3 Questions for Michele
What was your process for creating this work?
I looked around my yard at scrap metal, rocks and clay pieces (made by my daughter as a child), rearranged them, added paint, took many pictures, and added captions. Acceptance nudged the process to continue as I thought about images of war and of art commingling on electronic devices.
What is the significance of the medium and genre you chose?
I am 100% an amateur photographer, using my iPhone to point and shoot with very little post-editing. Although the corporeal experience is minimal in this visual digital medium, I find satisfaction in the results as they can be shared so easily with other humans.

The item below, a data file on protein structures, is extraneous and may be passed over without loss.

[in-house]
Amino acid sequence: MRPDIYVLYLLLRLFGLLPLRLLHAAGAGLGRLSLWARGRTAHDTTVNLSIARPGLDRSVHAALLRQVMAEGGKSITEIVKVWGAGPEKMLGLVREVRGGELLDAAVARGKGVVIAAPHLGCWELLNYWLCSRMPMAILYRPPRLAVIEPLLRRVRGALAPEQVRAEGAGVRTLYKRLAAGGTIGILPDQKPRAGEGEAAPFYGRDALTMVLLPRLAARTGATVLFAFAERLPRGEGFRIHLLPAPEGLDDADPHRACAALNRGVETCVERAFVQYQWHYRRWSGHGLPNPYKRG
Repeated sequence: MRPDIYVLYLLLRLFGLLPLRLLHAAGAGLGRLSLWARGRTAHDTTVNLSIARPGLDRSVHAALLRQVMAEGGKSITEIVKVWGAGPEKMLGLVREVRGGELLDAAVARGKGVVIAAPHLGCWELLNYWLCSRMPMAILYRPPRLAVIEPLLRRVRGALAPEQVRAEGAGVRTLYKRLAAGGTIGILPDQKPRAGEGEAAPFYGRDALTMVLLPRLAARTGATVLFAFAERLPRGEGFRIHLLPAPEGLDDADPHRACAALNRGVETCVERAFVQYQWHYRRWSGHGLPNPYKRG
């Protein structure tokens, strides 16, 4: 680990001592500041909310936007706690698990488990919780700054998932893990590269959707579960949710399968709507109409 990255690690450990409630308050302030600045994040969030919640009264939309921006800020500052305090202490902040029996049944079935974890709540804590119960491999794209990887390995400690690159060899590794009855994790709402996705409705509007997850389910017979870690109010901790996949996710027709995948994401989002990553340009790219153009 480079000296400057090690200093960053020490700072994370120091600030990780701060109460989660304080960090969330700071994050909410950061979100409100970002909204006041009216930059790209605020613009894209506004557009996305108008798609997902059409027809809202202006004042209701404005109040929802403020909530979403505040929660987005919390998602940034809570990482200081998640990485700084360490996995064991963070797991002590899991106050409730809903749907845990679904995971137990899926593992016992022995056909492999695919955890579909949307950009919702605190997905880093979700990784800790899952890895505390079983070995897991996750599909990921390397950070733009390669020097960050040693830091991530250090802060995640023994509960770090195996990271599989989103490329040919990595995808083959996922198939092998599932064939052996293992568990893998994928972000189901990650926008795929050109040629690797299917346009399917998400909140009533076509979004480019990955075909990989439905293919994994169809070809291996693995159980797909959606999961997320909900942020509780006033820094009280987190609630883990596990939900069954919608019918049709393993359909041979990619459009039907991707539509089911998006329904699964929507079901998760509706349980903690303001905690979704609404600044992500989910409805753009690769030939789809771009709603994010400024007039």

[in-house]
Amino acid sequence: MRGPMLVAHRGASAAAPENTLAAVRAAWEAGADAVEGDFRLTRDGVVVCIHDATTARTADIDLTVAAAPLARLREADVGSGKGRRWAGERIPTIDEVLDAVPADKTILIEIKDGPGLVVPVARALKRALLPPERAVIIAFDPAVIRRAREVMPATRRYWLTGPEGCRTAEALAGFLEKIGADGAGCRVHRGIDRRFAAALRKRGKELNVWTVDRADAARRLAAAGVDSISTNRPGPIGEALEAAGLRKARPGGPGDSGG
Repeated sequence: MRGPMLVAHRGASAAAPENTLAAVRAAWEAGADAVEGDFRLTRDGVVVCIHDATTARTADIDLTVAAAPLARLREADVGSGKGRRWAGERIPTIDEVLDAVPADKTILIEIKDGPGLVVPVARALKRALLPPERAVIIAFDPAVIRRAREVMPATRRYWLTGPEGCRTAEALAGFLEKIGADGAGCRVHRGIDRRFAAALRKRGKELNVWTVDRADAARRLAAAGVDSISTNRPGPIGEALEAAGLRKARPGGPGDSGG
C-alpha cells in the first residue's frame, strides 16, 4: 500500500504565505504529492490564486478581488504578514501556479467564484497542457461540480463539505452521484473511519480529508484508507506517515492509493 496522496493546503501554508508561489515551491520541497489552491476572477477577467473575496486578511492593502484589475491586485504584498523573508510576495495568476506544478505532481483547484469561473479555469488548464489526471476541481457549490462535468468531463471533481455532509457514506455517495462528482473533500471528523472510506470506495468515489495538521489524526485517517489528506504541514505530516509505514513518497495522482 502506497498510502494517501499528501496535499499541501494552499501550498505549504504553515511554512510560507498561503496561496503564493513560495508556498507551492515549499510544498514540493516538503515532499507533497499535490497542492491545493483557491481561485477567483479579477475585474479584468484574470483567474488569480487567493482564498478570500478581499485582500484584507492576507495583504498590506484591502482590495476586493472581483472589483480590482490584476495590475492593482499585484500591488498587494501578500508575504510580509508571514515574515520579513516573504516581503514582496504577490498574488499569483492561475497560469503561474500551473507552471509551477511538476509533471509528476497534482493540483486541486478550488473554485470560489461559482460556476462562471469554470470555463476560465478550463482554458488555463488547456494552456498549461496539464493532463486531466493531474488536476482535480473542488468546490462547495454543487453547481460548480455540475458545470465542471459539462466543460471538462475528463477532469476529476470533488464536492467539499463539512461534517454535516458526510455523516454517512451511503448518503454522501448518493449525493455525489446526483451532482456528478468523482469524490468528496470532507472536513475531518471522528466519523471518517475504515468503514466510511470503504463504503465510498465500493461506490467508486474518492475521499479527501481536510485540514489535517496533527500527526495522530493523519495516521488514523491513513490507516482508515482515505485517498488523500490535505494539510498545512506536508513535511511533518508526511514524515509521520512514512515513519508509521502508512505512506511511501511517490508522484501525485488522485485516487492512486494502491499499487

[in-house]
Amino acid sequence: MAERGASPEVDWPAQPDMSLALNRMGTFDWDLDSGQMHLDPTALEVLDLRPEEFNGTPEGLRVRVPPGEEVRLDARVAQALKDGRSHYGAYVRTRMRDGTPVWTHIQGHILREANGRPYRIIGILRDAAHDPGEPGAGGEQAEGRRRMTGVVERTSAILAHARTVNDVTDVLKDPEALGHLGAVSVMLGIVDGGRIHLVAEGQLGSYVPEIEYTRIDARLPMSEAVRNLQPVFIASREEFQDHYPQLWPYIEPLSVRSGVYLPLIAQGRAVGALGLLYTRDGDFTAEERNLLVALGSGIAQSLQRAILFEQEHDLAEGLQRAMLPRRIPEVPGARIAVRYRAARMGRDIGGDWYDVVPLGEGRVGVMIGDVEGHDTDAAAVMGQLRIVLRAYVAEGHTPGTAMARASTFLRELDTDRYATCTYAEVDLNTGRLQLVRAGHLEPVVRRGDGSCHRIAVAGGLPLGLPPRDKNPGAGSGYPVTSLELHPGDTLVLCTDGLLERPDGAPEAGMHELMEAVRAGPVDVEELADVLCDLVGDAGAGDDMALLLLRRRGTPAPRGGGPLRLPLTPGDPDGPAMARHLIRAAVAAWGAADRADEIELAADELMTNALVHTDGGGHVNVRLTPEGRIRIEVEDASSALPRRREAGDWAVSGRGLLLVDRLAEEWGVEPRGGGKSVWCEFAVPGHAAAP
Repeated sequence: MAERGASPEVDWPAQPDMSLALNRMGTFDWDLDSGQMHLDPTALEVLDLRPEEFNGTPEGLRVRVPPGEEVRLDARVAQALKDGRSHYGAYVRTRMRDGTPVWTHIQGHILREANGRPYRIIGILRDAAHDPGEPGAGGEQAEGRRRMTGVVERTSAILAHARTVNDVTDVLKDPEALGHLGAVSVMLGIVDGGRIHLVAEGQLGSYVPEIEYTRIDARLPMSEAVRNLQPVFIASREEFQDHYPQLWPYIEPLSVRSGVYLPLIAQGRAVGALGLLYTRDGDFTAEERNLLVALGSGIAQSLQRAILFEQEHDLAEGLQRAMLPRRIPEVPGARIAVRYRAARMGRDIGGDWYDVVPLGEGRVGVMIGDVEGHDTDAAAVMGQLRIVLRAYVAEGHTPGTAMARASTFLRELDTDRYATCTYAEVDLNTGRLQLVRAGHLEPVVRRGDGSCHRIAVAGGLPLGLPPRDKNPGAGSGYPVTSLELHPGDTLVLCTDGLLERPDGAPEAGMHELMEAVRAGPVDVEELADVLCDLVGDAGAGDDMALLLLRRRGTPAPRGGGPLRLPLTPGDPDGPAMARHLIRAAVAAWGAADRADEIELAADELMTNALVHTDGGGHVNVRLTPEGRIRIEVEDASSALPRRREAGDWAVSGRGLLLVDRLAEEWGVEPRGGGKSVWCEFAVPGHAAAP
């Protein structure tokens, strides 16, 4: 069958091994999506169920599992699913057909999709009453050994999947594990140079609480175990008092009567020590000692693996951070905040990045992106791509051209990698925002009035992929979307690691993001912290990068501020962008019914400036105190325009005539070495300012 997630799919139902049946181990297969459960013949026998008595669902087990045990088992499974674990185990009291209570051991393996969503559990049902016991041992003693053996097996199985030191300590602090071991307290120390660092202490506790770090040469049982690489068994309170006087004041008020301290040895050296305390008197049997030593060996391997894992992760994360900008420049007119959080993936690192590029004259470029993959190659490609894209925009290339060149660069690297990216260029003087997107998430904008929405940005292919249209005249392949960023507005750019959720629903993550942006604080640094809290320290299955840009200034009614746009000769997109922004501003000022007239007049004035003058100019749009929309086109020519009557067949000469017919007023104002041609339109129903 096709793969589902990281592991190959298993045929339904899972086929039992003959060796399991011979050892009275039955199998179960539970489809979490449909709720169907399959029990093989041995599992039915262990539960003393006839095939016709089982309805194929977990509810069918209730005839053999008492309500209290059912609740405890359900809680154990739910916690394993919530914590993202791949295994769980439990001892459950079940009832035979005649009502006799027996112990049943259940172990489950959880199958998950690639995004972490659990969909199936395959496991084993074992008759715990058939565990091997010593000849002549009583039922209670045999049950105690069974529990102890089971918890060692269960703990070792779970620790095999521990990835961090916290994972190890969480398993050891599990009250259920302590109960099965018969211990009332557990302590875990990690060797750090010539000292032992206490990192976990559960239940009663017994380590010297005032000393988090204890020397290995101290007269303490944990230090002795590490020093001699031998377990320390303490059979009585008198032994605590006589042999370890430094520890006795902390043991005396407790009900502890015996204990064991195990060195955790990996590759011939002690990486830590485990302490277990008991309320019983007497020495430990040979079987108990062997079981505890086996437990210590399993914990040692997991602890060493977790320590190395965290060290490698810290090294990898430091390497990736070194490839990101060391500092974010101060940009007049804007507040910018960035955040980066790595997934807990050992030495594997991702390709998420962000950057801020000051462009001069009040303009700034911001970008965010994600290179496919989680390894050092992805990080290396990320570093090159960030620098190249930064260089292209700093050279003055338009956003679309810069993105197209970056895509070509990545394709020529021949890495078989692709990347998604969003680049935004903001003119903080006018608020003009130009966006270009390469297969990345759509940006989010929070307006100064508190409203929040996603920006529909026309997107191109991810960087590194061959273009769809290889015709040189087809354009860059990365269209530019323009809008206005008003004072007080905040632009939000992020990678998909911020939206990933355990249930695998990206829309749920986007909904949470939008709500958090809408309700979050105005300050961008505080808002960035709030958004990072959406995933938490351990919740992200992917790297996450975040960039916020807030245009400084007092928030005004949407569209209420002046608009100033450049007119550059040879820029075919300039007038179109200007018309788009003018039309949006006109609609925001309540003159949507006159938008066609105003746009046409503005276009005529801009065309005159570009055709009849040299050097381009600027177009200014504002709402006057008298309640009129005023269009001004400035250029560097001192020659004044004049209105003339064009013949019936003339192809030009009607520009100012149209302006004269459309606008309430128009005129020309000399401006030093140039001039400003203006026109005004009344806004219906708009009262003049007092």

What is the significance of the work to you?
I am acting from a position of privilege in creating concept pieces about war in the safety of my American backyard. In the film This Much I Know to be True, Nick Cave creates a series of ceramics depicting events in the life of the devil, with whom he identifies with. I was not identifying with my War/Dragon subjects as I was posing and photographing them, but perhaps as an American taxpayer I should.
Michele Worthington’s poetry has appeared in Unlost journal and SandScript and in a flower pot as part of the 2022 Tucson Haiku Hike. Her photography appeared once before in Harpy Hybrid Review. She has quit her job in healthcare and plans to use those previously waged hours to write more poems with hopefully self-significance as the payment.